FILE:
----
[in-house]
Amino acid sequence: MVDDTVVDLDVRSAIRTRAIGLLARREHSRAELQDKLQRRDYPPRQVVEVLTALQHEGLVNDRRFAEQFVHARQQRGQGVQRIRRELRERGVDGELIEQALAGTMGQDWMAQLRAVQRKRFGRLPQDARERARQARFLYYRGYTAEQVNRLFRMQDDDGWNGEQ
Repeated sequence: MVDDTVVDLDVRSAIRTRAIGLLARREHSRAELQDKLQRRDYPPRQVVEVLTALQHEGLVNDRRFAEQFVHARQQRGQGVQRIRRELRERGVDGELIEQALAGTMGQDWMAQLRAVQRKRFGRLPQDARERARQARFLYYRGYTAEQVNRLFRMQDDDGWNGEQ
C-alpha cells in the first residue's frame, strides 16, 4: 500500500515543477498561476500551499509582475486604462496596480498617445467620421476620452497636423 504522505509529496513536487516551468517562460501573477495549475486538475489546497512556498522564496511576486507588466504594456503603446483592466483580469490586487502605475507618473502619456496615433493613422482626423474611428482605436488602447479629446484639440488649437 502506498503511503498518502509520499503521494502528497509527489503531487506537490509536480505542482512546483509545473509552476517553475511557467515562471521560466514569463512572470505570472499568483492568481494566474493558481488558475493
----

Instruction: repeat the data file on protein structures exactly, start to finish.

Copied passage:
[in-house]
Amino acid sequence: MVDDTVVDLDVRSAIRTRAIGLLARREHSRAELQDKLQRRDYPPRQVVEVLTALQHEGLVNDRRFAEQFVHARQQRGQGVQRIRRELRERGVDGELIEQALAGTMGQDWMAQLRAVQRKRFGRLPQDARERARQARFLYYRGYTAEQVNRLFRMQDDDGWNGEQ
Repeated sequence: MVDDTVVDLDVRSAIRTRAIGLLARREHSRAELQDKLQRRDYPPRQVVEVLTALQHEGLVNDRRFAEQFVHARQQRGQGVQRIRRELRERGVDGELIEQALAGTMGQDWMAQLRAVQRKRFGRLPQDARERARQARFLYYRGYTAEQVNRLFRMQDDDGWNGEQ
C-alpha cells in the first residue's frame, strides 16, 4: 500500500515543477498561476500551499509582475486604462496596480498617445467620421476620452497636423 504522505509529496513536487516551468517562460501573477495549475486538475489546497512556498522564496511576486507588466504594456503603446483592466483580469490586487502605475507618473502619456496615433493613422482626423474611428482605436488602447479629446484639440488649437 502506498503511503498518502509520499503521494502528497509527489503531487506537490509536480505542482512546483509545473509552476517553475511557467515562471521560466514569463512572470505570472499568483492568481494566474493558481488558475493